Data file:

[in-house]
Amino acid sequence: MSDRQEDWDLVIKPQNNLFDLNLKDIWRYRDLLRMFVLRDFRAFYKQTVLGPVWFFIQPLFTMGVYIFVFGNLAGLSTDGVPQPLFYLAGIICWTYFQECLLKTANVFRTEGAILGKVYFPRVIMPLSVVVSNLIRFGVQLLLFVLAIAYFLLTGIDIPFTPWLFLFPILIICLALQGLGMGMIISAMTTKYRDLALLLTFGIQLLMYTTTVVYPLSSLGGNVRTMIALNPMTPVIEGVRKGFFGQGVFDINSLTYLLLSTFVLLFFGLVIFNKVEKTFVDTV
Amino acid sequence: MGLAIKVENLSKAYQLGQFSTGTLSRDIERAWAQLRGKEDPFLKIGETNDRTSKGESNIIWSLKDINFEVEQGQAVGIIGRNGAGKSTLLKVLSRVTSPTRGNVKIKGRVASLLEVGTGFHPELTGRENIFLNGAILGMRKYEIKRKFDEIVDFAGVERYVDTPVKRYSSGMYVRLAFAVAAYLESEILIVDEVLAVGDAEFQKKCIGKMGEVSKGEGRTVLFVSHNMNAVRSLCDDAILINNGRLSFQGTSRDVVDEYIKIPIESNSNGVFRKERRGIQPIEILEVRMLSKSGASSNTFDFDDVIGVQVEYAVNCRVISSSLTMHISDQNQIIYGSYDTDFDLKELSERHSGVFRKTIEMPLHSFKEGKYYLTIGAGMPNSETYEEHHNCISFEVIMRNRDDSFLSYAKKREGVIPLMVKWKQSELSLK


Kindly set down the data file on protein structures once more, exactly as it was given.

[in-house]
Amino acid sequence: MSDRQEDWDLVIKPQNNLFDLNLKDIWRYRDLLRMFVLRDFRAFYKQTVLGPVWFFIQPLFTMGVYIFVFGNLAGLSTDGVPQPLFYLAGIICWTYFQECLLKTANVFRTEGAILGKVYFPRVIMPLSVVVSNLIRFGVQLLLFVLAIAYFLLTGIDIPFTPWLFLFPILIICLALQGLGMGMIISAMTTKYRDLALLLTFGIQLLMYTTTVVYPLSSLGGNVRTMIALNPMTPVIEGVRKGFFGQGVFDINSLTYLLLSTFVLLFFGLVIFNKVEKTFVDTV
Amino acid sequence: MGLAIKVENLSKAYQLGQFSTGTLSRDIERAWAQLRGKEDPFLKIGETNDRTSKGESNIIWSLKDINFEVEQGQAVGIIGRNGAGKSTLLKVLSRVTSPTRGNVKIKGRVASLLEVGTGFHPELTGRENIFLNGAILGMRKYEIKRKFDEIVDFAGVERYVDTPVKRYSSGMYVRLAFAVAAYLESEILIVDEVLAVGDAEFQKKCIGKMGEVSKGEGRTVLFVSHNMNAVRSLCDDAILINNGRLSFQGTSRDVVDEYIKIPIESNSNGVFRKERRGIQPIEILEVRMLSKSGASSNTFDFDDVIGVQVEYAVNCRVISSSLTMHISDQNQIIYGSYDTDFDLKELSERHSGVFRKTIEMPLHSFKEGKYYLTIGAGMPNSETYEEHHNCISFEVIMRNRDDSFLSYAKKREGVIPLMVKWKQSELSLK